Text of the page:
Comesa is recommending adoption of a digital payment system that supersedes similar systems adopted in the bloc to avoid disputes arising from overlapping systems.
Plans are ongoing to introduce the payments platform for informal cross-border trade in the Comesa bloc, with EAC members Tanzania, Kenya, Uganda and Rwanda on board.
A public-private partnership dialogue is underway to discuss a draft model policy for the Comesa platform and specifically designed to benefit micro, small and medium-sized enterprises (MSMEs) under the bloc’s Digital Financial Inclusion Project.
The aim of the platform will be to further integrate informal traders into formal markets through better access to digital finance systems which are fast becoming the global norm.
The envisaged common regional scheme will be geared towards facilitating bottom-of-the-pyramid informal traders (cross-border and domestic) to carry out transparent, affordable and secured digital transactions.
Progress has been made in reaching an agreement on rules and guidelines for the platform and the adoption of a Comesa Digital Integrated Common Payment Policy and Framework for MSMEs.
Data was collected from the nine target countries in 2019 and 2020 to map out the suitability of available payment solutions across MSMEs requirements within each country and bridge existing policy gaps for a more harmonised bloc approach.
Interviews and field observations were conducted with banks, mobile network operators, payment system regulators, ministries of finance and ICT, fintechs, small- and medium-sized operators, regional manufacturing companies, cross-border associations, vendors and suppliers.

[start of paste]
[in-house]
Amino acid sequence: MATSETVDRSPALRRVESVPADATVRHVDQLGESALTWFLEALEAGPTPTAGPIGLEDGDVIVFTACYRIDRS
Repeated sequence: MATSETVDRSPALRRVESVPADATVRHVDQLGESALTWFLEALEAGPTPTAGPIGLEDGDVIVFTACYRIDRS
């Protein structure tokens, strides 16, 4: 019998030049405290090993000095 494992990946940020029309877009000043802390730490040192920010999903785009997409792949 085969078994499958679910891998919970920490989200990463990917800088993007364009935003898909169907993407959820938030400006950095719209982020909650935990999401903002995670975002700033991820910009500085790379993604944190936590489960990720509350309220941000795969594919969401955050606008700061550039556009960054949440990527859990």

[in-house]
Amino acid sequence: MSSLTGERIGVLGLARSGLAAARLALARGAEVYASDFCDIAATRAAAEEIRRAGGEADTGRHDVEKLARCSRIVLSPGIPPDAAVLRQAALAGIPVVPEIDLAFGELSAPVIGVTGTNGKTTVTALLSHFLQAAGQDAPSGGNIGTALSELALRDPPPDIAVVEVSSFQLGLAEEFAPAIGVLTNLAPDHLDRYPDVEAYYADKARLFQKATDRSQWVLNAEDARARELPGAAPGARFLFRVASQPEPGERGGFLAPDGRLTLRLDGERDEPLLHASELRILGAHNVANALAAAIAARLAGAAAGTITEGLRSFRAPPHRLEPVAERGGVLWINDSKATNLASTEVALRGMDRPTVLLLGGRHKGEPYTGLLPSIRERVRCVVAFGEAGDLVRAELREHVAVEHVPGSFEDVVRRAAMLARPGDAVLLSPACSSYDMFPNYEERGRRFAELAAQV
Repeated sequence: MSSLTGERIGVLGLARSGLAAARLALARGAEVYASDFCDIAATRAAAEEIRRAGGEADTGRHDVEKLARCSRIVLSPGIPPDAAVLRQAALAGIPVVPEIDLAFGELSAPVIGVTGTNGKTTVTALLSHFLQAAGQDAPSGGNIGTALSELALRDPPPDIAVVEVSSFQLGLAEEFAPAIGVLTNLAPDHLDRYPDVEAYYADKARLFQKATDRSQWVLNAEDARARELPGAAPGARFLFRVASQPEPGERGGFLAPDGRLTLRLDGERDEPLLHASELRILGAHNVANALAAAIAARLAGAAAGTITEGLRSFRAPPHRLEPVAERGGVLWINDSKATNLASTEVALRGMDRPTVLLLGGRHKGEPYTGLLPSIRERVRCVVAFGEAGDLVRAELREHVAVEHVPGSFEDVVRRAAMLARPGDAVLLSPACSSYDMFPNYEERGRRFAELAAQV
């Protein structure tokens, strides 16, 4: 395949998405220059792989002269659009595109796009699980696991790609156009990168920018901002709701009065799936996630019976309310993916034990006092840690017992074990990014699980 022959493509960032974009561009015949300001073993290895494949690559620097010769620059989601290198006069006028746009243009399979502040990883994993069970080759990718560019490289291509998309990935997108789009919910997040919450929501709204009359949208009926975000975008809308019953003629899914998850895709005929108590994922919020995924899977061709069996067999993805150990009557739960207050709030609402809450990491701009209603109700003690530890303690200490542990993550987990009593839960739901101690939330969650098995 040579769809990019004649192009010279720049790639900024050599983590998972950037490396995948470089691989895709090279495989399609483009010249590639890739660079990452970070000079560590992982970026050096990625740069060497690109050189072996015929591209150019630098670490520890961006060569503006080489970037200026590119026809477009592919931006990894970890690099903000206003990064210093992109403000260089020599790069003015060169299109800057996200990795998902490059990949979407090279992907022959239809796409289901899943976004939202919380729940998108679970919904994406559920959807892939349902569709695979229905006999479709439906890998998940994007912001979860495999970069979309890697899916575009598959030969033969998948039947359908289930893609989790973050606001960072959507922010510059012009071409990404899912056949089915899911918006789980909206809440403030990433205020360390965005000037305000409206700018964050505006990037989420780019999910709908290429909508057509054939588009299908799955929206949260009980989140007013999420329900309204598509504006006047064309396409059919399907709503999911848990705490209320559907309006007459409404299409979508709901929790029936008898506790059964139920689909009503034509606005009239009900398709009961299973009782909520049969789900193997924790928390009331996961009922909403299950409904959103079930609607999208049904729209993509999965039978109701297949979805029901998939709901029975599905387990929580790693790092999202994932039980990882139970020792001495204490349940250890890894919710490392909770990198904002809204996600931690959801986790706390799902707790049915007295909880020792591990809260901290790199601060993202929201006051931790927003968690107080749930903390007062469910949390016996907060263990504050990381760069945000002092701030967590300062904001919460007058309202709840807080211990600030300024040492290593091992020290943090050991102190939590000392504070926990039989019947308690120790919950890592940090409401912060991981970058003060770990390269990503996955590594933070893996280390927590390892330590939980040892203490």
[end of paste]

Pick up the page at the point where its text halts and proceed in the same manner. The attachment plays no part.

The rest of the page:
Other countries in the pilot were Ethiopia (Horn of Africa), Malawi, Zambia (Southern Africa), Mauritius (Indian Ocean), and Egypt (North Africa).
“But individual countries must agree on this. Each country is unique and has its own challenges, and some economically smaller countries would fear joining the bandwagon because of the need to protect their monetary system from imported risks,” says the findings report prepared by the Comesa Business Council based in Lusaka, Zambia.
“It is critical to analyse the various payment services and the respective countries’ policies, regulations guidelines and laws prior to developing a comprehensive policy for the region,” the report adds, noting further that discussions on legal constraints facing cross-border payments remained an outstanding issue.
Apart from their own national policies, Tanzania, Kenya, Uganda and Rwanda also operate under the East African Payment System (EAPS) along with Burundi, another Comesa member state.
According to 2018 figures compiled by the Central Bank of Kenya, the EAPS handles $681 million worth of transactions annually.
Under EAPS, transactions are cleared through the respective central banks with the use of SWIFT, while local banks are required to maintain pre-funded accounts in all local currencies with the central banks facilitating settlements.